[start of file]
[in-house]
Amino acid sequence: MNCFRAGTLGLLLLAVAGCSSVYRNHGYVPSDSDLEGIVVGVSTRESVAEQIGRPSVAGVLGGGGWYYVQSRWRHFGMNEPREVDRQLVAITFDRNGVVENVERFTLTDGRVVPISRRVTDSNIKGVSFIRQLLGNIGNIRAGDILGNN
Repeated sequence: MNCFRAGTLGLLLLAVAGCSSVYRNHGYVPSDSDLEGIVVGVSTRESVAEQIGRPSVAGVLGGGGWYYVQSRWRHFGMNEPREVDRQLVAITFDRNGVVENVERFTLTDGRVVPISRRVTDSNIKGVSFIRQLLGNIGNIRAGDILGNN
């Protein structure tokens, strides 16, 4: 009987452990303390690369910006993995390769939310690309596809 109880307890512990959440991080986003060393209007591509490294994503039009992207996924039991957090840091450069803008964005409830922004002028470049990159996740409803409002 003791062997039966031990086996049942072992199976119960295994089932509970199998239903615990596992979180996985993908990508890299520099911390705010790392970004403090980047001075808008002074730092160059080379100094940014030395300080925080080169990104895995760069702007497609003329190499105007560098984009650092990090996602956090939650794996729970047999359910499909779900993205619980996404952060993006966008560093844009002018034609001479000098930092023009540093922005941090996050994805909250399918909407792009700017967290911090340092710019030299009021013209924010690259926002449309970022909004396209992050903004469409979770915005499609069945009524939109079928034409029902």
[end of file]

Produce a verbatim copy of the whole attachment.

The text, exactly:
[in-house]
Amino acid sequence: MNCFRAGTLGLLLLAVAGCSSVYRNHGYVPSDSDLEGIVVGVSTRESVAEQIGRPSVAGVLGGGGWYYVQSRWRHFGMNEPREVDRQLVAITFDRNGVVENVERFTLTDGRVVPISRRVTDSNIKGVSFIRQLLGNIGNIRAGDILGNN
Repeated sequence: MNCFRAGTLGLLLLAVAGCSSVYRNHGYVPSDSDLEGIVVGVSTRESVAEQIGRPSVAGVLGGGGWYYVQSRWRHFGMNEPREVDRQLVAITFDRNGVVENVERFTLTDGRVVPISRRVTDSNIKGVSFIRQLLGNIGNIRAGDILGNN
């Protein structure tokens, strides 16, 4: 009987452990303390690369910006993995390769939310690309596809 109880307890512990959440991080986003060393209007591509490294994503039009992207996924039991957090840091450069803008964005409830922004002028470049990159996740409803409002 003791062997039966031990086996049942072992199976119960295994089932509970199998239903615990596992979180996985993908990508890299520099911390705010790392970004403090980047001075808008002074730092160059080379100094940014030395300080925080080169990104895995760069702007497609003329190499105007560098984009650092990090996602956090939650794996729970047999359910499909779900993205619980996404952060993006966008560093844009002018034609001479000098930092023009540093922005941090996050994805909250399918909407792009700017967290911090340092710019030299009021013209924010690259926002449309970022909004396209992050903004469409979770915005499609069945009524939109079928034409029902």